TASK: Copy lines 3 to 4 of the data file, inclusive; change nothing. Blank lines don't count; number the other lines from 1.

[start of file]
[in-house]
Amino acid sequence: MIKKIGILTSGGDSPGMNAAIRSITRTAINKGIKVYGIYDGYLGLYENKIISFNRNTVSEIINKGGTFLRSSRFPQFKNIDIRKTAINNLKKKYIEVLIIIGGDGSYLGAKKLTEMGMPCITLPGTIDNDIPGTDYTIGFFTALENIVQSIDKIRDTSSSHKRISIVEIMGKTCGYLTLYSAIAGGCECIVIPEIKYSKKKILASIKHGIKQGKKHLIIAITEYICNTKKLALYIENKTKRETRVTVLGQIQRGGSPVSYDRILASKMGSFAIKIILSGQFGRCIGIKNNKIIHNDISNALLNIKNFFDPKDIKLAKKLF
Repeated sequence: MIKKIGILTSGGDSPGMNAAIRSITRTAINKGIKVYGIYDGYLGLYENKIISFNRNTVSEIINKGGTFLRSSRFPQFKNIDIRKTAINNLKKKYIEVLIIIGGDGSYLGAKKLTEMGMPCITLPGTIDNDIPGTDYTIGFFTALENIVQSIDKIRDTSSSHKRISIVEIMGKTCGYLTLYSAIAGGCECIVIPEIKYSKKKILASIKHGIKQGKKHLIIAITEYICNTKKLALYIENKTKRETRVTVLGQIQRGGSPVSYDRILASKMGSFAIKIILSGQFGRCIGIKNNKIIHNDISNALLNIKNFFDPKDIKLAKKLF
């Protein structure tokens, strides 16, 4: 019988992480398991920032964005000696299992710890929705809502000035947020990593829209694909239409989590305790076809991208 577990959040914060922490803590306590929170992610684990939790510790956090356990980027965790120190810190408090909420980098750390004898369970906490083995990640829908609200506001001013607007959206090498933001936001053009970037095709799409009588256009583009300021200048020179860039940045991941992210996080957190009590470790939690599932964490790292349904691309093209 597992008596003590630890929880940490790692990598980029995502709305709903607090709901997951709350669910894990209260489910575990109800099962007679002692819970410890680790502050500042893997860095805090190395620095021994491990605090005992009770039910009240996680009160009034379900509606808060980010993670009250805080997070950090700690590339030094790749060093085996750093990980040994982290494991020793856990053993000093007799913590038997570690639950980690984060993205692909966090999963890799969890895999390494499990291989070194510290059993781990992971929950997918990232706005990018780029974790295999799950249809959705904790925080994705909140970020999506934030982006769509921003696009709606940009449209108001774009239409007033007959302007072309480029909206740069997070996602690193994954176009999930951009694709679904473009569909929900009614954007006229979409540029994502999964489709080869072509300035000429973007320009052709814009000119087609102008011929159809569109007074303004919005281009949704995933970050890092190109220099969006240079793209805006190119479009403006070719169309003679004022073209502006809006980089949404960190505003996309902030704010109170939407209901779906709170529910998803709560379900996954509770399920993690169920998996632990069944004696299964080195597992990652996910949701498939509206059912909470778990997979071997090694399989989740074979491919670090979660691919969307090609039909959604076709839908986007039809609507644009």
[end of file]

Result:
Repeated sequence: MIKKIGILTSGGDSPGMNAAIRSITRTAINKGIKVYGIYDGYLGLYENKIISFNRNTVSEIINKGGTFLRSSRFPQFKNIDIRKTAINNLKKKYIEVLIIIGGDGSYLGAKKLTEMGMPCITLPGTIDNDIPGTDYTIGFFTALENIVQSIDKIRDTSSSHKRISIVEIMGKTCGYLTLYSAIAGGCECIVIPEIKYSKKKILASIKHGIKQGKKHLIIAITEYICNTKKLALYIENKTKRETRVTVLGQIQRGGSPVSYDRILASKMGSFAIKIILSGQFGRCIGIKNNKIIHNDISNALLNIKNFFDPKDIKLAKKLF
């Protein structure tokens, strides 16, 4: 019988992480398991920032964005000696299992710890929705809502000035947020990593829209694909239409989590305790076809991208 577990959040914060922490803590306590929170992610684990939790510790956090356990980027965790120190810190408090909420980098750390004898369970906490083995990640829908609200506001001013607007959206090498933001936001053009970037095709799409009588256009583009300021200048020179860039940045991941992210996080957190009590470790939690599932964490790292349904691309093209 597992008596003590630890929880940490790692990598980029995502709305709903607090709901997951709350669910894990209260489910575990109800099962007679002692819970410890680790502050500042893997860095805090190395620095021994491990605090005992009770039910009240996680009160009034379900509606808060980010993670009250805080997070950090700690590339030094790749060093085996750093990980040994982290494991020793856990053993000093007799913590038997570690639950980690984060993205692909966090999963890799969890895999390494499990291989070194510290059993781990992971929950997918990232706005990018780029974790295999799950249809959705904790925080994705909140970020999506934030982006769509921003696009709606940009449209108001774009239409007033007959302007072309480029909206740069997070996602690193994954176009999930951009694709679904473009569909929900009614954007006229979409540029994502999964489709080869072509300035000429973007320009052709814009000119087609102008011929159809569109007074303004919005281009949704995933970050890092190109220099969006240079793209805006190119479009403006070719169309003679004022073209502006809006980089949404960190505003996309902030704010109170939407209901779906709170529910998803709560379900996954509770399920993690169920998996632990069944004696299964080195597992990652996910949701498939509206059912909470778990997979071997090694399989989740074979491919670090979660691919969307090609039909959604076709839908986007039809609507644009």